Though work was underway on the furnaces, Tonkawa was challenged with a projected lead time of 14 weeks on the power supply.
When accounting for the three weeks lost to insurance company holds and the time required for installation, Tonkawa was looking at a total production loss of 18-20 weeks. From the perspective of sibling co-owners Sandy Salisbury Linton and Jim Salisbury, Tonkawa could not survive such a long period of lost productivity. After putting their heads together with their furnace supplier, it was determined the reason for the long turnaround on the power supply could be traced to the manufacturer of the steel cabinet that housed the power supply.
The solution? The existing cabinet would be completely refurbished and Tonkawa would do the work rather than the initial manufacturer. This reduced the 14-week lead time to just five weeks.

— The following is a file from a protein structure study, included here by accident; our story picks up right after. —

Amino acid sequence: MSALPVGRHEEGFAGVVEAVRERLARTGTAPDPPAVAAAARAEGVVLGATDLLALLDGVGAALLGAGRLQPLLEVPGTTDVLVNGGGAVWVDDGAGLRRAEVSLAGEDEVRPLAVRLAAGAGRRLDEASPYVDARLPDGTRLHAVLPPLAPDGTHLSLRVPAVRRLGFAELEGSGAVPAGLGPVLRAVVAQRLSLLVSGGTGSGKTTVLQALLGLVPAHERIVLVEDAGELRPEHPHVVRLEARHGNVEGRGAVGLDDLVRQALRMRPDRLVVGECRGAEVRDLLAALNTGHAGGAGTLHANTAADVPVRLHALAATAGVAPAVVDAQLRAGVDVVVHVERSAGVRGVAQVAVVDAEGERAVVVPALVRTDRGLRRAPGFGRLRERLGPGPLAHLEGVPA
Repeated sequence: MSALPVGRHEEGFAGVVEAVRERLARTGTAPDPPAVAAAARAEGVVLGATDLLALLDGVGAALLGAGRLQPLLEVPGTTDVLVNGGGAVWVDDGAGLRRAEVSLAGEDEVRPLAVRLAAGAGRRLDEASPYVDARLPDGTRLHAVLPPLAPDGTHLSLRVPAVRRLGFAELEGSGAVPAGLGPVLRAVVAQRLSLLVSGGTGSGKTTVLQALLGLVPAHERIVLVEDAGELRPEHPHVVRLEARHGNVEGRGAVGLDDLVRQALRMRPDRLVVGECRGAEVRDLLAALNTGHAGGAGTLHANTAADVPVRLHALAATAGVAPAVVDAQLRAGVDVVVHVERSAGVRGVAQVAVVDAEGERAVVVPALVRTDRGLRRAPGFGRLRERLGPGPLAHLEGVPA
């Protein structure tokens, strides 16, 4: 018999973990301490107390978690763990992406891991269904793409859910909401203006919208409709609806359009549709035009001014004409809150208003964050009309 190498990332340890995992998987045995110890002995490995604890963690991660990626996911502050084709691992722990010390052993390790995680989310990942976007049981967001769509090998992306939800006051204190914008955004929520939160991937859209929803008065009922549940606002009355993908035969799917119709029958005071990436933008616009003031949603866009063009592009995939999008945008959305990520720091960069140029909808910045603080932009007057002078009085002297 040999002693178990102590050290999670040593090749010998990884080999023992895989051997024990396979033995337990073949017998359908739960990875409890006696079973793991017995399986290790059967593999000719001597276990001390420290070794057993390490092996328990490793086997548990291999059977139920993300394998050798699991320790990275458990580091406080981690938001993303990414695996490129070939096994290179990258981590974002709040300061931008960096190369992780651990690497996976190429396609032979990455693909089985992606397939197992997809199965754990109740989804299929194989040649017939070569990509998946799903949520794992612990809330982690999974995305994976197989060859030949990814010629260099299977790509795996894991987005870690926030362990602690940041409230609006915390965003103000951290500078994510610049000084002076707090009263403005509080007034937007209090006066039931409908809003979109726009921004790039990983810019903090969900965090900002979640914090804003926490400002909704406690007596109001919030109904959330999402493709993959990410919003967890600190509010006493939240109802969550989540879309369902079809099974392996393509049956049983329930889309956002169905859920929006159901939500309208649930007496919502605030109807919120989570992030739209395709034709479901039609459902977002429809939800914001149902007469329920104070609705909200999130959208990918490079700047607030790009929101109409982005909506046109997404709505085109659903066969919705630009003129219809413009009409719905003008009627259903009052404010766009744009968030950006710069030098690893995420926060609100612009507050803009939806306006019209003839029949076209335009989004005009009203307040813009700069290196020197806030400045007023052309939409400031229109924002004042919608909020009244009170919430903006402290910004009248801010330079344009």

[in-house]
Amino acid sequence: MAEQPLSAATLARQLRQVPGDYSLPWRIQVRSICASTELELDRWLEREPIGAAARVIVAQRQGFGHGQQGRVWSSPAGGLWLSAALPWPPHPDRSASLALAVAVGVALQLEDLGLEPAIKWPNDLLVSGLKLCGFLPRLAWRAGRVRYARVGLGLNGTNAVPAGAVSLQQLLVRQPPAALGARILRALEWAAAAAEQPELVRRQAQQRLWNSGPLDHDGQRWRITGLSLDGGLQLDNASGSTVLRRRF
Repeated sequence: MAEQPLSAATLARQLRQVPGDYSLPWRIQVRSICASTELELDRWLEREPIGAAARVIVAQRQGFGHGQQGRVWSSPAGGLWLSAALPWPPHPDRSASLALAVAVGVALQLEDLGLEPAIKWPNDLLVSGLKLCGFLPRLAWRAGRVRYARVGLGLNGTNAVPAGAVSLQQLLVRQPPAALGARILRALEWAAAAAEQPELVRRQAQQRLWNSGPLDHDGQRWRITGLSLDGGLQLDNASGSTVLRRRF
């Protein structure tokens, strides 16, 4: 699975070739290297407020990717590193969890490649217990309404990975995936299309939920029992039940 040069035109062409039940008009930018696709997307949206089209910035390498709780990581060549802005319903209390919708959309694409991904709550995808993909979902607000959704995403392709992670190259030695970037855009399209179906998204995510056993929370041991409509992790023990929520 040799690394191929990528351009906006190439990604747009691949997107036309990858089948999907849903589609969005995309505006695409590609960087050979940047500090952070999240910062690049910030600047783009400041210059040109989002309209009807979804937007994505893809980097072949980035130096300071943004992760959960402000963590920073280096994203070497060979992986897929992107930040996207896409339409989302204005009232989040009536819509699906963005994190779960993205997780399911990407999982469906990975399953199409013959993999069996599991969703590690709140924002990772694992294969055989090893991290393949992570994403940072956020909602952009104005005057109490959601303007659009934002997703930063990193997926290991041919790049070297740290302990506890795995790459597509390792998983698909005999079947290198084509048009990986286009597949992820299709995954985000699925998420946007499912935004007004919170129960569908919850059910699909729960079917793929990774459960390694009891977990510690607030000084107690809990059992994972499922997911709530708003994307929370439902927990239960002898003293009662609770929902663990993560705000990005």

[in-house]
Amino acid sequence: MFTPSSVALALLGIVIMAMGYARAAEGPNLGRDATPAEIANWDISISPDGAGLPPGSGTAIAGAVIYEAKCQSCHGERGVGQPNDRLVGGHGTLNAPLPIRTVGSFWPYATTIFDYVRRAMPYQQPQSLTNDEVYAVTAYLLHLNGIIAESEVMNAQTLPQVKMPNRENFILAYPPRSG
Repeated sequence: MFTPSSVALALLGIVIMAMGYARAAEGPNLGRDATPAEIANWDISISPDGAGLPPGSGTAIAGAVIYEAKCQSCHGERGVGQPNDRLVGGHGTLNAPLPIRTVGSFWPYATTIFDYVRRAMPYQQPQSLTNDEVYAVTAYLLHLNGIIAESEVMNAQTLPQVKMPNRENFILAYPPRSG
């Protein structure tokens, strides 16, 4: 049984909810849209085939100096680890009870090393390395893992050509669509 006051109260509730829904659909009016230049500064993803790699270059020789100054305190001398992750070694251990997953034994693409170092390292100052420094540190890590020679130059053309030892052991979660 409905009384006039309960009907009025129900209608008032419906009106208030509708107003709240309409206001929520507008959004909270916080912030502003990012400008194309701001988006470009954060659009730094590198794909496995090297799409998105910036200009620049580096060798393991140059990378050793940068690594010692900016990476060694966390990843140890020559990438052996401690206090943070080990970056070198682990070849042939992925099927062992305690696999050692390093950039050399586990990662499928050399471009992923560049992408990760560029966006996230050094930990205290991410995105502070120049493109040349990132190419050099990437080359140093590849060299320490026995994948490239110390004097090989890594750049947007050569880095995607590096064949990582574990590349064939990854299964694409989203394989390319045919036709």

Tonkawa is the single source for a number of its customers. Although lead-time had been significantly reduced, the Tonkawa team still needed a strategy to keep the single source customers in business as well as a plan to retain their larger customers.
Tonkawa pours many wear-resistant, high-chrome alloys for the agriculture and shot blast industries. Kansas Castings, Belle Plaine, Kan., which is a friendly competitor, is located 50 miles north of Tonkawa. Kansas Castings offered Tonkawa two to three heats every Friday for as long as it needed.
“We made molds, put them on a flatbed trailer, prayed it wasn’t going to rain in Oklahoma, and drove the molds to Kansas Castings. We were molding, shot blasting, cleaning, grinding and shipping every Friday,” Salisbury Linton said.
Others joined the circle of support that was quickly surrounding the Tonkawa Foundry family.
Modern Investment Casting Corporation (MICC) is located 12 miles east of Tonkawa in Ponca City, Okla. Though MICC is an investment shop and Tonkawa is a sand casting facility, MICC’s relationship with Tonkawa dates back years to when Sandy and Jim’s father, Gene Salisbury, was at the helm.
“Gene was always willing to help you out,” said MICC owner, Dave Cashon. “His advice was invaluable for us over the years, so when the opportunity arose to support Sandy and Jim, we volunteered our help.”